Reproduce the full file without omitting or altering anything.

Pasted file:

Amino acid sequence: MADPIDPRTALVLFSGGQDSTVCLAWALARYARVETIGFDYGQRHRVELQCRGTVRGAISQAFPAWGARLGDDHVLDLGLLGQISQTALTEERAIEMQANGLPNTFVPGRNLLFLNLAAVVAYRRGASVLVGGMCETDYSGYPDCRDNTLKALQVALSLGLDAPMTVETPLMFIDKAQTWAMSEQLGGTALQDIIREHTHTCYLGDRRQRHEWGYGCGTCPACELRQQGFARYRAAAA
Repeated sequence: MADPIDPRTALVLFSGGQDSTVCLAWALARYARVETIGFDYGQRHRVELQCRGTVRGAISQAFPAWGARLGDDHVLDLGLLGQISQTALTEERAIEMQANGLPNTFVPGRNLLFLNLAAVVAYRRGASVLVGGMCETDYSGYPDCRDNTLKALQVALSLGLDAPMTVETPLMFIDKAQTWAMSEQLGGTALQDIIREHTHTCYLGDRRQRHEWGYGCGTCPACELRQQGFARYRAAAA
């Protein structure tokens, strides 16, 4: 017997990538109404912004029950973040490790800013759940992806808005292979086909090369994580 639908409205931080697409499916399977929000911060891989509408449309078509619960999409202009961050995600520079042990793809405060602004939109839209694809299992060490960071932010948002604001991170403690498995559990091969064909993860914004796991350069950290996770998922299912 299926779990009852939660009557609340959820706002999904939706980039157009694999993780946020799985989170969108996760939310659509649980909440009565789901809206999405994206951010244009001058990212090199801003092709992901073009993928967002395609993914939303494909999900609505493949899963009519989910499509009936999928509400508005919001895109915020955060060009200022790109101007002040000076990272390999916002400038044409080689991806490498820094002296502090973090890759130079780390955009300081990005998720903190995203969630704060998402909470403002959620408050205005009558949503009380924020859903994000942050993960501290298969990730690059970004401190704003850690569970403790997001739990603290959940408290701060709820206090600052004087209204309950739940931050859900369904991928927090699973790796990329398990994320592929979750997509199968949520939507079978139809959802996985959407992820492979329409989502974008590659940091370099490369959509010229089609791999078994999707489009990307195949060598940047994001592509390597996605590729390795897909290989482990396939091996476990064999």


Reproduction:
Amino acid sequence: MADPIDPRTALVLFSGGQDSTVCLAWALARYARVETIGFDYGQRHRVELQCRGTVRGAISQAFPAWGARLGDDHVLDLGLLGQISQTALTEERAIEMQANGLPNTFVPGRNLLFLNLAAVVAYRRGASVLVGGMCETDYSGYPDCRDNTLKALQVALSLGLDAPMTVETPLMFIDKAQTWAMSEQLGGTALQDIIREHTHTCYLGDRRQRHEWGYGCGTCPACELRQQGFARYRAAAA
Repeated sequence: MADPIDPRTALVLFSGGQDSTVCLAWALARYARVETIGFDYGQRHRVELQCRGTVRGAISQAFPAWGARLGDDHVLDLGLLGQISQTALTEERAIEMQANGLPNTFVPGRNLLFLNLAAVVAYRRGASVLVGGMCETDYSGYPDCRDNTLKALQVALSLGLDAPMTVETPLMFIDKAQTWAMSEQLGGTALQDIIREHTHTCYLGDRRQRHEWGYGCGTCPACELRQQGFARYRAAAA
């Protein structure tokens, strides 16, 4: 017997990538109404912004029950973040490790800013759940992806808005292979086909090369994580 639908409205931080697409499916399977929000911060891989509408449309078509619960999409202009961050995600520079042990793809405060602004939109839209694809299992060490960071932010948002604001991170403690498995559990091969064909993860914004796991350069950290996770998922299912 299926779990009852939660009557609340959820706002999904939706980039157009694999993780946020799985989170969108996760939310659509649980909440009565789901809206999405994206951010244009001058990212090199801003092709992901073009993928967002395609993914939303494909999900609505493949899963009519989910499509009936999928509400508005919001895109915020955060060009200022790109101007002040000076990272390999916002400038044409080689991806490498820094002296502090973090890759130079780390955009300081990005998720903190995203969630704060998402909470403002959620408050205005009558949503009380924020859903994000942050993960501290298969990730690059970004401190704003850690569970403790997001739990603290959940408290701060709820206090600052004087209204309950739940931050859900369904991928927090699973790796990329398990994320592929979750997509199968949520939507079978139809959802996985959407992820492979329409989502974008590659940091370099490369959509010229089609791999078994999707489009990307195949060598940047994001592509390597996605590729390795897909290989482990396939091996476990064999």